…NOT a motion picture
The Doclopedia #1,309
Famous Bunnies: Miss Twiddles
In the fall of 1950, the BBC debuted a 15 minute program called “Miss Twiddles Reads To You”, which featured a white female rabbit wearing glasses. Every weekday at 4:00 pm, Miss Twiddles would hop out onto a pillow and read from a children’s book propped up in front of her. Pictures from the book would be shown on the screen and when it was all over, Miss Twiddles would say “Well, wasn’t that a fine story? I will see you tomorrow, my friends, with another story.”
Generations of children have watched and loved Miss Twiddles. The program has won hundreds of awards and is now seen in 23 countries. No less than three documentaries about it have run on the BBC. It is an institution.
But Miss Twiddles has a secret.
The Miss Twiddles children see today is the exact same rabbit that premiered the show in 1950.
Miss Twiddles was actually born in a secret British laboratory outside Bristol in May of 1944. The only one of her litter to survive, she was eventually proven to have an exceptionally high resistance to all known pathogens. She also seems to have a near immunity to venoms and poisons. She also ages very slowly. As of 2016, she is 72 years old, but appears to be only in the early stages of bunny old age.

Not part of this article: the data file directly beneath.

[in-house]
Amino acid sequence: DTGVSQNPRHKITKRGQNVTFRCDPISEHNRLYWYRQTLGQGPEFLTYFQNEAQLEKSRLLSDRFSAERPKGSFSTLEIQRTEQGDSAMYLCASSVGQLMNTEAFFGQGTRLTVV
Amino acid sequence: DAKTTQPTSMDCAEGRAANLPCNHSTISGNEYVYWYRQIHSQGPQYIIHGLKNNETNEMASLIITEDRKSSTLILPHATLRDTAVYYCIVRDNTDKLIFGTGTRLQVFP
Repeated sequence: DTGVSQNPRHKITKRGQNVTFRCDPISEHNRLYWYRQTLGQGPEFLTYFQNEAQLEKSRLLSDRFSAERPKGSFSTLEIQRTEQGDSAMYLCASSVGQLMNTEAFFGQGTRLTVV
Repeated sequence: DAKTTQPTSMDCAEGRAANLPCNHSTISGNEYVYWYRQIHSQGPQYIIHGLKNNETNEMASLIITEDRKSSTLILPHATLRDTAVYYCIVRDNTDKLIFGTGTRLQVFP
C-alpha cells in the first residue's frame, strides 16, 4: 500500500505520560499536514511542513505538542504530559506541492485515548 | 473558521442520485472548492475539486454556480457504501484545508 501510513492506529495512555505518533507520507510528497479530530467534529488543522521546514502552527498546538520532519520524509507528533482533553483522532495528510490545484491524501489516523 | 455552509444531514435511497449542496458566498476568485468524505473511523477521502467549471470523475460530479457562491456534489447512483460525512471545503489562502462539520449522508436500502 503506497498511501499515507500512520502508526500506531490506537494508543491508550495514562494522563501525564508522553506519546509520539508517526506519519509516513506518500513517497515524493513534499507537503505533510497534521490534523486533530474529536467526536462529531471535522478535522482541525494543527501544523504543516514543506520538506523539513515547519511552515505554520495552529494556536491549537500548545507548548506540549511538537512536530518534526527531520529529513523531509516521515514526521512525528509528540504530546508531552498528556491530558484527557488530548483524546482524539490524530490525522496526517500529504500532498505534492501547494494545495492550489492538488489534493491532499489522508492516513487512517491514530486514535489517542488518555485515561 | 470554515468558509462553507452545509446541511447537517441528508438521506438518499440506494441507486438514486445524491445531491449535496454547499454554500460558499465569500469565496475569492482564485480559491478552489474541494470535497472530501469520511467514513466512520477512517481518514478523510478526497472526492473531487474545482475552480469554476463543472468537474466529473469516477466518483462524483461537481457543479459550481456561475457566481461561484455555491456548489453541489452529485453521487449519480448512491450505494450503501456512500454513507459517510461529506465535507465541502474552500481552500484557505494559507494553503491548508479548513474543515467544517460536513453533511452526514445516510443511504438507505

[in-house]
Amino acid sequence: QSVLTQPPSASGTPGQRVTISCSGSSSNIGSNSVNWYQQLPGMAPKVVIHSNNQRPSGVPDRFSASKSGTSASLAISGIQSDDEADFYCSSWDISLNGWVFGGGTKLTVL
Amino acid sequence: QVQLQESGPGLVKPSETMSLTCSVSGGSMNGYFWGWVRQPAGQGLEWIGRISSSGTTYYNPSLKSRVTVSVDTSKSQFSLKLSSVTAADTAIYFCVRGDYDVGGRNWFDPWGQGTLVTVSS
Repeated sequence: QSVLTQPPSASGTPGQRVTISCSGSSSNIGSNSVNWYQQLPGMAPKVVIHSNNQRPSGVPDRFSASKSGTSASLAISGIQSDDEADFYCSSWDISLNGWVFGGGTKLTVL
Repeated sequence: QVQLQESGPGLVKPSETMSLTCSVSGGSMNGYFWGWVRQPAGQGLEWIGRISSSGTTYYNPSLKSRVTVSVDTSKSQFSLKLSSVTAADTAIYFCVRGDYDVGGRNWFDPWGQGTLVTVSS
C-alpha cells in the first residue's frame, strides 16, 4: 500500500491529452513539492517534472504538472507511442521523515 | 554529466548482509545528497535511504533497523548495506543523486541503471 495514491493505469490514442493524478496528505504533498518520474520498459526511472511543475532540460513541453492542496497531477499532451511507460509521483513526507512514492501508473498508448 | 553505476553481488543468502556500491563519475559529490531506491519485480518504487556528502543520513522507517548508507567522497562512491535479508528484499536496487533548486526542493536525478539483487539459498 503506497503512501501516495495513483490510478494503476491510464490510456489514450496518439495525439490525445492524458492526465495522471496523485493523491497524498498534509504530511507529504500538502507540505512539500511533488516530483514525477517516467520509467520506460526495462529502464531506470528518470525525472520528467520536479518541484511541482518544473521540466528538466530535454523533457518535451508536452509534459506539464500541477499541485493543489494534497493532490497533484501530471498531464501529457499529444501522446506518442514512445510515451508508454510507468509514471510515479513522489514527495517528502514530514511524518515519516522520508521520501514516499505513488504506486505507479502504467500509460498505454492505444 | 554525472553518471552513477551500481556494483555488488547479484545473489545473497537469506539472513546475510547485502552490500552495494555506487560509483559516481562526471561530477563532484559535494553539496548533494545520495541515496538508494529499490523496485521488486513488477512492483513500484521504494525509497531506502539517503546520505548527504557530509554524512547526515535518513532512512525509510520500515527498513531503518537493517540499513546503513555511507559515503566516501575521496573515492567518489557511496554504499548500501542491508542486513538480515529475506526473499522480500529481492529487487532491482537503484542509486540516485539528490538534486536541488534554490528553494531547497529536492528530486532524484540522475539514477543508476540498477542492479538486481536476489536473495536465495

How did she come to be on a children’s show where everyone except her human handler, Lucy Halford, thinks she is merely one in a series of white female rabbits? The truth is, nobody knows. There is no record of her in the sealed documents from the lab and none of the scientists who worked there are still alive. Lucy only knows that she inherited Miss Twiddles from her uncle when he retired in 1995. She knows that the bunny is not normal, but she never feels the need to tell anybody. She just pretends that there is a replacement rabbit every 6 or 7 years.
Miss Twiddles is entering her twilight years and probably won’t survive more than another 25 years. If she could actually speak, she would probably say she is okay with that.